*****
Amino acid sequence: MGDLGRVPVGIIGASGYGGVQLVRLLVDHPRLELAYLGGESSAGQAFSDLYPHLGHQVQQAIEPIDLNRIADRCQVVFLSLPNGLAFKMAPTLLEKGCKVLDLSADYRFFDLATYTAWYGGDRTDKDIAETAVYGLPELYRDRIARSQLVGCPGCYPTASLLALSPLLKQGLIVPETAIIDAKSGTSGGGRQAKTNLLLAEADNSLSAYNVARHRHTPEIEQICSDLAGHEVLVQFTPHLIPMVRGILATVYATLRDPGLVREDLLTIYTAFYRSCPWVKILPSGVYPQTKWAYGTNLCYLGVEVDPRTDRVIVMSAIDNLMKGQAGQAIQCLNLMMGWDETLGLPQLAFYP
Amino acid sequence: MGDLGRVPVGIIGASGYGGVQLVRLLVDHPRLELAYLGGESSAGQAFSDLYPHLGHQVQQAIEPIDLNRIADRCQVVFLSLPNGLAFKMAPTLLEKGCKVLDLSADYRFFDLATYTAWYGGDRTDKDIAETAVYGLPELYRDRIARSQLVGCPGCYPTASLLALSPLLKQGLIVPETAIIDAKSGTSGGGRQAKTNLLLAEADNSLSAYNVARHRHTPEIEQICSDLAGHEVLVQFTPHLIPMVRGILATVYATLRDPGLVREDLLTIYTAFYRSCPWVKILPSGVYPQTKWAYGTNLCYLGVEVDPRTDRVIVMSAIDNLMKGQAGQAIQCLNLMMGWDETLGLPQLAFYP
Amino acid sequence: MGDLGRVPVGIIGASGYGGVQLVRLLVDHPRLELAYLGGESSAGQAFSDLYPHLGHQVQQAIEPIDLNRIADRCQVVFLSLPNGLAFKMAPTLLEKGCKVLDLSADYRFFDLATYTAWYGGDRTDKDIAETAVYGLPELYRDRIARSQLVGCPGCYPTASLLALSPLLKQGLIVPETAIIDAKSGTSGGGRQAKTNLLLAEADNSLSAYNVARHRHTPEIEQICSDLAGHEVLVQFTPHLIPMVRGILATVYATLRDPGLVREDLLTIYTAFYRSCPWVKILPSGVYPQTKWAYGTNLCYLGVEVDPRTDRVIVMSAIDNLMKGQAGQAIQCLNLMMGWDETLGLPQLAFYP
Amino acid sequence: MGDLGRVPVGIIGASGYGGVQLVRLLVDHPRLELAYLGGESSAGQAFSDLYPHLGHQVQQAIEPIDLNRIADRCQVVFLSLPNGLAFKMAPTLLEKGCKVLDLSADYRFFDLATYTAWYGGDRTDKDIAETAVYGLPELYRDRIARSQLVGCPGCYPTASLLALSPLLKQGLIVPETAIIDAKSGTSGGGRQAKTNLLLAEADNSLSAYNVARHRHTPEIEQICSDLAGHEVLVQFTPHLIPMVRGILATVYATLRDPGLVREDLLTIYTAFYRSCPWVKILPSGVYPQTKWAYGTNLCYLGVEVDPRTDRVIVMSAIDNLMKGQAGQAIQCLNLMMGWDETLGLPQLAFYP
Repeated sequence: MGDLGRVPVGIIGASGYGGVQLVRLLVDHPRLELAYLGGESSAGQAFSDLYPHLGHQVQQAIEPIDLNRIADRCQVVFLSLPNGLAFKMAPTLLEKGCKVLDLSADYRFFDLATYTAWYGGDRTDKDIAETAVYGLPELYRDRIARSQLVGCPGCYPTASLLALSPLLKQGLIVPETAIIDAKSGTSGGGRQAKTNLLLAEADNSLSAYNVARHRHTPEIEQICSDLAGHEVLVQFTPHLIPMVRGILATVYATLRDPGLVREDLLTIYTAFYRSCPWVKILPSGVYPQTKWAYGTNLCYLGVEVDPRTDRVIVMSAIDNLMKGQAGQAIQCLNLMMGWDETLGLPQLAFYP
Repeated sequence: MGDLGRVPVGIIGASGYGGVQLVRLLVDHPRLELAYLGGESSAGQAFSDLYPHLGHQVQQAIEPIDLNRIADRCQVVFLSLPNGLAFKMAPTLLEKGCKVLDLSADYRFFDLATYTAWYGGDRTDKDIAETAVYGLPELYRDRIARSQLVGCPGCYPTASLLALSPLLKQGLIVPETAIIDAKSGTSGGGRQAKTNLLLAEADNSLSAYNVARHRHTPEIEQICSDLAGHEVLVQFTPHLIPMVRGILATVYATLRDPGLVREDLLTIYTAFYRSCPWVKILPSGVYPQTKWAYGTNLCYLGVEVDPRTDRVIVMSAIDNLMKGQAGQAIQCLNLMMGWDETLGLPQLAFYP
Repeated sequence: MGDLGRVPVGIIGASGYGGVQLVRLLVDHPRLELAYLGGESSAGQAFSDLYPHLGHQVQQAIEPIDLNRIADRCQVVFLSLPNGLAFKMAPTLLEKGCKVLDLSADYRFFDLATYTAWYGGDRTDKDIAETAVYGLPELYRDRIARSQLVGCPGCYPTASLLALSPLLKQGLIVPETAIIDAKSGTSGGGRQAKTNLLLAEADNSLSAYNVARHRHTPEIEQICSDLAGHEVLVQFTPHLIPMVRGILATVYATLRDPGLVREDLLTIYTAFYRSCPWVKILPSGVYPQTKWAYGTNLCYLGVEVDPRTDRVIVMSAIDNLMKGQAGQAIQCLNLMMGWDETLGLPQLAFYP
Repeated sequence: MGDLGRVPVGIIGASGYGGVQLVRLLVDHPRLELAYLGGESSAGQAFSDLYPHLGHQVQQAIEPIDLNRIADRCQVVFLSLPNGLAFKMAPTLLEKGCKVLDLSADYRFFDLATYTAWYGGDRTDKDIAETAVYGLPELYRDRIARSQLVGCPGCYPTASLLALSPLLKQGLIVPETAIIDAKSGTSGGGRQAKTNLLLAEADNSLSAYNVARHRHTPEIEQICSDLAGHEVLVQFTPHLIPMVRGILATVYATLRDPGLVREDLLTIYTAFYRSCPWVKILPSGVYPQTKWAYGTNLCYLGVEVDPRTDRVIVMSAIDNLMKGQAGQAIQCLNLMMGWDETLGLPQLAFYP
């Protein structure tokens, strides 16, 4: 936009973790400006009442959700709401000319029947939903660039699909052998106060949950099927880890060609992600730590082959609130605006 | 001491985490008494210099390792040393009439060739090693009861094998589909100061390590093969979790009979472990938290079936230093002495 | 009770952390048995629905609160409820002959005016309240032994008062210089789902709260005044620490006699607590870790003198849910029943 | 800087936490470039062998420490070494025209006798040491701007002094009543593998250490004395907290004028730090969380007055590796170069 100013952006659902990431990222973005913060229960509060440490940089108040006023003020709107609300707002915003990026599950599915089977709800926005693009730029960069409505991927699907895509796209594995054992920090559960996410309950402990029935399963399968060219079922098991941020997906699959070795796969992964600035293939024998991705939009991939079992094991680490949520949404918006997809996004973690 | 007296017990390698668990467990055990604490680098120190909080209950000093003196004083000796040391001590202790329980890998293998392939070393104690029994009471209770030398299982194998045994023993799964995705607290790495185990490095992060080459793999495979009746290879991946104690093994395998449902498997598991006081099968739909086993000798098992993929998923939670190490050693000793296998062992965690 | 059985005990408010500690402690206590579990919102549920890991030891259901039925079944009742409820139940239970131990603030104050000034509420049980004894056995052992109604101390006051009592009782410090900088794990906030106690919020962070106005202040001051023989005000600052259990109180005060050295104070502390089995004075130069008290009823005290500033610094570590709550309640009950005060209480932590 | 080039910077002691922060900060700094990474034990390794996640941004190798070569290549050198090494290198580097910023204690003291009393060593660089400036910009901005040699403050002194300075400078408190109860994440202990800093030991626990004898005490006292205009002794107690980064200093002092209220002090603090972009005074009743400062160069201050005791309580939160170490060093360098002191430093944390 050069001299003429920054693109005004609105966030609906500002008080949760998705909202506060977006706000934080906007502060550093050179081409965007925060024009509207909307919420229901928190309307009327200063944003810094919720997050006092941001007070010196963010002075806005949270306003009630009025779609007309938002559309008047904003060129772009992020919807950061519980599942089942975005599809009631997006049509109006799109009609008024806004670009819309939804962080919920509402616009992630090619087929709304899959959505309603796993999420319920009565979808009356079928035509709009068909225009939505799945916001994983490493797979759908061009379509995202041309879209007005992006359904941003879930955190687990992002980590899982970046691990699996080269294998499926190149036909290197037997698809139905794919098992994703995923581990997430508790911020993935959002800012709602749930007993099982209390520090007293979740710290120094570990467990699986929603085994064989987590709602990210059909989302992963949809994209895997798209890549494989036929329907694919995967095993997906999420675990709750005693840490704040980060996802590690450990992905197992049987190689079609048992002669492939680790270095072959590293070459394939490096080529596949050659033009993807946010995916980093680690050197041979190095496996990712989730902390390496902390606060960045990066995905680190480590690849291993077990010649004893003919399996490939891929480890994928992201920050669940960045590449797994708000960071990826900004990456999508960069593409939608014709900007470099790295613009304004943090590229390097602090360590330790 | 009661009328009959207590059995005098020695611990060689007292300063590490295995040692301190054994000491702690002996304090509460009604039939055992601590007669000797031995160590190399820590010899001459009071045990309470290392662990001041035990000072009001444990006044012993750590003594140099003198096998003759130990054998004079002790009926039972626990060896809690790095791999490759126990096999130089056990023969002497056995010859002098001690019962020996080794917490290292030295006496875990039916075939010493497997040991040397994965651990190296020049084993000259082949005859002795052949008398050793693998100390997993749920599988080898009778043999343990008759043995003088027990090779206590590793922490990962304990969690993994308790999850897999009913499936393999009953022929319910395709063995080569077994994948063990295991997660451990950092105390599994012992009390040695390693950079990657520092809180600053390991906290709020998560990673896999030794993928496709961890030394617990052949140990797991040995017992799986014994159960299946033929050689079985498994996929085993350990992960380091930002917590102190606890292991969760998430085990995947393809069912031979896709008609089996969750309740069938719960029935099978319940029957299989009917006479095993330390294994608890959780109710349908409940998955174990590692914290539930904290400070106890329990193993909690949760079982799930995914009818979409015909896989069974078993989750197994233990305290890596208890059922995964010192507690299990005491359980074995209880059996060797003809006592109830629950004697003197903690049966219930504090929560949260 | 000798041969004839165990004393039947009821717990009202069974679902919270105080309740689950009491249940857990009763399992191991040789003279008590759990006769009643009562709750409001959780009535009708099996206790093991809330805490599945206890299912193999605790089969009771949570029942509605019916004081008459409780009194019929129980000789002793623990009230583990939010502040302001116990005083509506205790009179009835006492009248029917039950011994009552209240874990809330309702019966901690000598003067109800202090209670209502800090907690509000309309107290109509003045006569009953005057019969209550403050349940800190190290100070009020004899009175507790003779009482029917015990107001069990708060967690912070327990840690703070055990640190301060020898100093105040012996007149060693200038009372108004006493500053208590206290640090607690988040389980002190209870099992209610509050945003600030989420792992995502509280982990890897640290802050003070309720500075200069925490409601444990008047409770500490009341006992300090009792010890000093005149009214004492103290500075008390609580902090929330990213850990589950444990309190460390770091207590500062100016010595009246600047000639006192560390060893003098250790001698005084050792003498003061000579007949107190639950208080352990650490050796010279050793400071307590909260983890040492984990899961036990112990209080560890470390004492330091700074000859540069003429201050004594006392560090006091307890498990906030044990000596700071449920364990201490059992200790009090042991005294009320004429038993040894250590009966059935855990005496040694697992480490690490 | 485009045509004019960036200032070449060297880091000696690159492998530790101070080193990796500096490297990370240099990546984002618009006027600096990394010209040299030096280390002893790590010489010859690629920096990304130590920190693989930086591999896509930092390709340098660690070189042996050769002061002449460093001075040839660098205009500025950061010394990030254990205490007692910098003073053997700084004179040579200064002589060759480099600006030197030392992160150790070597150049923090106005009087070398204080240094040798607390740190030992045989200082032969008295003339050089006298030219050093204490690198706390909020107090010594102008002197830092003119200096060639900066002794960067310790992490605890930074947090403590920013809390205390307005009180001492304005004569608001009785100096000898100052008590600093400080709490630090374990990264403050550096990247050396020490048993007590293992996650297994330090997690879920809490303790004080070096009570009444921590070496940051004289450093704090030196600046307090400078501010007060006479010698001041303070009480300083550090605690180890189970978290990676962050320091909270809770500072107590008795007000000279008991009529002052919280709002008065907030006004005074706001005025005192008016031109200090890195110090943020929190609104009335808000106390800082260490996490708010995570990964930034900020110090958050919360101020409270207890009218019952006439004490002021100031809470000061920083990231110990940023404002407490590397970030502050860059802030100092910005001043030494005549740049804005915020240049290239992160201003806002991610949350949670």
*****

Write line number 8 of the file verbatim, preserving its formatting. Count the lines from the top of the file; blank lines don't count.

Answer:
Repeated sequence: MGDLGRVPVGIIGASGYGGVQLVRLLVDHPRLELAYLGGESSAGQAFSDLYPHLGHQVQQAIEPIDLNRIADRCQVVFLSLPNGLAFKMAPTLLEKGCKVLDLSADYRFFDLATYTAWYGGDRTDKDIAETAVYGLPELYRDRIARSQLVGCPGCYPTASLLALSPLLKQGLIVPETAIIDAKSGTSGGGRQAKTNLLLAEADNSLSAYNVARHRHTPEIEQICSDLAGHEVLVQFTPHLIPMVRGILATVYATLRDPGLVREDLLTIYTAFYRSCPWVKILPSGVYPQTKWAYGTNLCYLGVEVDPRTDRVIVMSAIDNLMKGQAGQAIQCLNLMMGWDETLGLPQLAFYP